Thursday, April 7, 2011

S(n)ow graphic

I can’t think of too many upsides to the never-ending winter Calgary is being subjected to – except one.  I’m getting a fair bit of reading done on the weekends, making my cat very happy, indeed. (I guess that would be two upsides.)

I’ve been catching up on graphic novels.  There have been so many good ones, some excellent ones and a few that were ok.   Here are those I think most worthy:

For middle school:
Amelia rules: the tweenage guide to not being unpopular by Jimmy Gownley
As usual, chaos is the name-of-the-game (however inadvertent it may be) for Amelia and her friends.  It’s all about fitting-in and being popular and not necessarily being both.  Riotous is the word that best comes to mind for Amelia.

Amulet: The stonekeeper, vol.1 by Kazu Kibuishi
A family, struggling to find their feet, after the father dies in a car accident, move to a dilapidated house left by a long-missing relative. The children follow their mother into an underground world with menacing creatures, helpful robots and a mysterious amulet that grants Emily guidance and power. 

Ghostopolis by Doug TenNapel
Great fantasy, where Garth (who is very much alive) is accidentally pulled into Ghostopolis, a ghost world controlled by various leaders, one with nefarious intentions.  Liked the humour.

Zebrafish by Sharon Emerson
A diverse group of kids start up a band, using their popularity to raise money and awareness about cancer and the importance of research. I liked the illustrations very much.  Good fit with the story.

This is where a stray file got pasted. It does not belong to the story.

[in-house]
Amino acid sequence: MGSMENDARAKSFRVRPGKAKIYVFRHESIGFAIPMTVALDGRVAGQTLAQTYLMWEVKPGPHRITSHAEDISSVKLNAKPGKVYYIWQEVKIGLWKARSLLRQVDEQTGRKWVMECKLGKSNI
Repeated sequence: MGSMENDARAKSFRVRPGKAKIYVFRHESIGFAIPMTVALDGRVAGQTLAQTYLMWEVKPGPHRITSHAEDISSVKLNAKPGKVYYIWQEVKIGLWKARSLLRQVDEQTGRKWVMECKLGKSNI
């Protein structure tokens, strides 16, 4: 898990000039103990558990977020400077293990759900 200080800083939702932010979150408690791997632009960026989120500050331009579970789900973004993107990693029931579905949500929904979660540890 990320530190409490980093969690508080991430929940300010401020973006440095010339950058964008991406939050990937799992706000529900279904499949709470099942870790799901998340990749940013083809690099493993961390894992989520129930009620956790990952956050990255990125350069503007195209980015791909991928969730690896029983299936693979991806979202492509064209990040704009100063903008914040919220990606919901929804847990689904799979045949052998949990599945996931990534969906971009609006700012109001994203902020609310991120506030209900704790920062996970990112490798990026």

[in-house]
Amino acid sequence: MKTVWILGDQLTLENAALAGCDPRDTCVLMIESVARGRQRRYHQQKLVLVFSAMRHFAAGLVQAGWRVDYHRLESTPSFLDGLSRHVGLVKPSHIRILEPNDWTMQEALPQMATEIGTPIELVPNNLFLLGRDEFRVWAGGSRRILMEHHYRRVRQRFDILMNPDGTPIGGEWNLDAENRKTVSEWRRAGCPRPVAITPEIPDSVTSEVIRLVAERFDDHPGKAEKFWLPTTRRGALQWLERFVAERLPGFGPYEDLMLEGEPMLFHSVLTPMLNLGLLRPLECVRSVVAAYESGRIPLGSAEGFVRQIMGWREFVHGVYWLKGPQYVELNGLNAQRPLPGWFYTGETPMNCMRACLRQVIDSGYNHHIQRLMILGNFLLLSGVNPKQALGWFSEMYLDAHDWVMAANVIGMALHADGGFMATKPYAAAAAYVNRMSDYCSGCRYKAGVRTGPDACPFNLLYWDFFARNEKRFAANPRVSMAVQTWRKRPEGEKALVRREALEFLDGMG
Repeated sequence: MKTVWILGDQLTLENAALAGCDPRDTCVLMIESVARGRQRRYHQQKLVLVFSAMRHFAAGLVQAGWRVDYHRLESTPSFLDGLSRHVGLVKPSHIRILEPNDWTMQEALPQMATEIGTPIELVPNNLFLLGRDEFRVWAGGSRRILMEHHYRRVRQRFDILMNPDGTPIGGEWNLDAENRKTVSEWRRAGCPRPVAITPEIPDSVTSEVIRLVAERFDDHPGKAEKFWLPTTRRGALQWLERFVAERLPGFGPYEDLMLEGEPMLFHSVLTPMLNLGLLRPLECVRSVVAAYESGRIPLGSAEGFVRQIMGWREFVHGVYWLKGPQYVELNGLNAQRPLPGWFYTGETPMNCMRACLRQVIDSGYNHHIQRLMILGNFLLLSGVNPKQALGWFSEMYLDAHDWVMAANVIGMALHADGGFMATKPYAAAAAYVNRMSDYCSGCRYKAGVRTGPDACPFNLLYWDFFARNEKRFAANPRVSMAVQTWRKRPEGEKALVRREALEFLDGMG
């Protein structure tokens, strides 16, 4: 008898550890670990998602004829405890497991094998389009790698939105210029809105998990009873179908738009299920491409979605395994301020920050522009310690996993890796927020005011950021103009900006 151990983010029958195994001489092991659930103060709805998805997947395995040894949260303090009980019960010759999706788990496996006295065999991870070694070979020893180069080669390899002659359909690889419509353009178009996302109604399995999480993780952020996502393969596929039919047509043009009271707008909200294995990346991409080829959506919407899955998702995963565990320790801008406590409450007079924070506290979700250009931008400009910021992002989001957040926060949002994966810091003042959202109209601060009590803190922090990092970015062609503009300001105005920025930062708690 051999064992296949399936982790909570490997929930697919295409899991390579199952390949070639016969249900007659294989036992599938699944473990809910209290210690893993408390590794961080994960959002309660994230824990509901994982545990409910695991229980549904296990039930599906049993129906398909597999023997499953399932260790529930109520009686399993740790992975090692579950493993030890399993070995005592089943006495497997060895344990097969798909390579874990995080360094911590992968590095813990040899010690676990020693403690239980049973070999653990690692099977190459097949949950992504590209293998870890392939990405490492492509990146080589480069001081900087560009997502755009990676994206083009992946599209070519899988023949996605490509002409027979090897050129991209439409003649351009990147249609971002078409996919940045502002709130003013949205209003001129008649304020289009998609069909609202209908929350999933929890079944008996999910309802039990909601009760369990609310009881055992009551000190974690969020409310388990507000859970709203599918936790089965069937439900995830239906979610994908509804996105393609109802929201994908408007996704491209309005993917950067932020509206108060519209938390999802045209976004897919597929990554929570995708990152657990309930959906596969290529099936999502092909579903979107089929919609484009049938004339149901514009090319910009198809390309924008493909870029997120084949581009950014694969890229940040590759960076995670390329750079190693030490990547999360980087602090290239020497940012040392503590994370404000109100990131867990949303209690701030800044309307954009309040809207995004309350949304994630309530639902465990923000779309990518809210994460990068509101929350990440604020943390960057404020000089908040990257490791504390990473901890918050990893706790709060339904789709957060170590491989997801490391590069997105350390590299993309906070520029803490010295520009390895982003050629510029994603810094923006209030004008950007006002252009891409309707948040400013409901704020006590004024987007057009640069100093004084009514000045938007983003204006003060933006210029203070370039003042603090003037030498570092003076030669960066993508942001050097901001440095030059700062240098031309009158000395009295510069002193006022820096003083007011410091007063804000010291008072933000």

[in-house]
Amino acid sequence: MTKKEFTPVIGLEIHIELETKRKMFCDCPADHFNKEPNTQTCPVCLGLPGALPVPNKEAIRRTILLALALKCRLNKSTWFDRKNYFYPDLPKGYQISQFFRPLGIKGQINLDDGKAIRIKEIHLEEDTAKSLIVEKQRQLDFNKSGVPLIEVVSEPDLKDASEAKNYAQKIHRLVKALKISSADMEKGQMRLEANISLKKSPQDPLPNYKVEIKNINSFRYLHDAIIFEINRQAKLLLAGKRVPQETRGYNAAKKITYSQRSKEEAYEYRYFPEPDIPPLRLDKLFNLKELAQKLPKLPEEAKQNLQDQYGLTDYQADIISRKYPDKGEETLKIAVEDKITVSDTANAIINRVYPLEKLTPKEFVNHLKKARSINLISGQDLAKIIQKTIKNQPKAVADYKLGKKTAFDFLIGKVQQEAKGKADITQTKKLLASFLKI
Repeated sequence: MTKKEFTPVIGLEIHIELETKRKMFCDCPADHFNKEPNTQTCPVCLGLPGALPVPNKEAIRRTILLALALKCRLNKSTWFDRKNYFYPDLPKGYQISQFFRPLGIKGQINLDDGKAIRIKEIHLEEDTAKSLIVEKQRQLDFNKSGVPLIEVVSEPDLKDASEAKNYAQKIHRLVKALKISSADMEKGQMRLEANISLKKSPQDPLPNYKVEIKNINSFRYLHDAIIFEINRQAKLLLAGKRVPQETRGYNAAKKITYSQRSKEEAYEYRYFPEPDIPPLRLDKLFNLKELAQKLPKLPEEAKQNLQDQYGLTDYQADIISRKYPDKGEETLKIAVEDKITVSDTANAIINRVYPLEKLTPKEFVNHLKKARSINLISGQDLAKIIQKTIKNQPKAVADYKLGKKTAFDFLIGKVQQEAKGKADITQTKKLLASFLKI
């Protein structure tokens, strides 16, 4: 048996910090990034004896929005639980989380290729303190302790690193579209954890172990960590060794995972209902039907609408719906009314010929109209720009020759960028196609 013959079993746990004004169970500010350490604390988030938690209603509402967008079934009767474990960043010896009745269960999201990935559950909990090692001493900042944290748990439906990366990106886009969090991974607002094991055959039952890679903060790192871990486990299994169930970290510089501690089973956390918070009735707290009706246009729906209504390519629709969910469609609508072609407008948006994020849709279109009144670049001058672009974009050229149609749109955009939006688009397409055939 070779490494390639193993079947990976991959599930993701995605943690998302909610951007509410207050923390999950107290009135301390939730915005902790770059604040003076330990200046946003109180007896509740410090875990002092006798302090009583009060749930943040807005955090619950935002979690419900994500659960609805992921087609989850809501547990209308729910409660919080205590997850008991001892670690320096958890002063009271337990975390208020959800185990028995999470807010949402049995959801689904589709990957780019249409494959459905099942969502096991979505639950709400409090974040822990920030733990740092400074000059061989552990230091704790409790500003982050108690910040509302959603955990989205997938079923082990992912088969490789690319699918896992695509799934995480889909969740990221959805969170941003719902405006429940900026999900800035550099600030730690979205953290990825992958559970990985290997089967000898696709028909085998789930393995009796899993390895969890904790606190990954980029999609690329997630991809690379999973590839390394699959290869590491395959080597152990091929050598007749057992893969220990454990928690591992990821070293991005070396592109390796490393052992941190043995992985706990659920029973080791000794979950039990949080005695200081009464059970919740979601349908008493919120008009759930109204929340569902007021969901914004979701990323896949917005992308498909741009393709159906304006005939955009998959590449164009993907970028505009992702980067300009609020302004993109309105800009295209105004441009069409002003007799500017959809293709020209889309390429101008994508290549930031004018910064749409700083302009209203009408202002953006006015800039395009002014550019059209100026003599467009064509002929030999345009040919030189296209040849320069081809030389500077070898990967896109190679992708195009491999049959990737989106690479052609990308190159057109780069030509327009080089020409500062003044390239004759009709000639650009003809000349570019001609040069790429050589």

For high school:
Mercury by Hope Larson
Two stories, one in the present and one in 1850, of two teenage girls.  Tara is coping with a different life after the farmhouse she lived in her mother burned down.  Jossey, Tara’s distant relative, falls in love with a young man who convinces her father to venture into gold mining. The young man proves to be untrustworthy and ultimately, a killer.The stories connect with a necklace that seems attracted to metal – very handy when you’re looking for lost keys or perhaps buried gold…

Moving pictures by Kathryn Immonen
It’s World War II and France is occupied by the Nazis.  Ila Gardner, an art curator, refuses to leave her work at the gallery but also hides significant works of art from the Nazis.  Her relationship with an officer, Rolf Hauptmann, complicates everything.  The narrative, which reflects Ila’s seemingly indifferent attitude toward everything around her, means I didn’t emotionally connect with her either.  But that only contributes to some of the bigger questions posed in this story about the significance of art and the choices we make. Kind of bleak but  deep.

Ooku: the Inner Chamber, vol. 1 by Fumi Yoshinaga
This story takes place in historical Japan but in an alternative world where many men have died due to a fatal virus. Because of men’s scarcity and vulnerability, women now shoulder the bulk of all work and government.  Thus the emperor is a woman with a palace filled with men who, as may be expected in confined quarters, establish many different kinds of relationships to further their own ends.  Some interesting scenes about sexual relationships between men and women and men and men.

Stitches: a memoir by David Small
David Small is well-known as a children’s author/illustrator.  This is his reflection about growing up in an unhappy home with undemonstrative and uncommunicative parents.  He isn’t even told that a ‘minor’ operation he undergoes on his neck is to remove a malignant tumor and he wakes to find one of his vocal cords removed.  His imagination and interest in drawing is a constant throughout the narrative and, with support, he does come out on the other side of this appalling time. Gripping.

That’s it for now.  In spite of the opportunity all this snowing has given me for reading, I’d really, really like it to stop – NOW, please.


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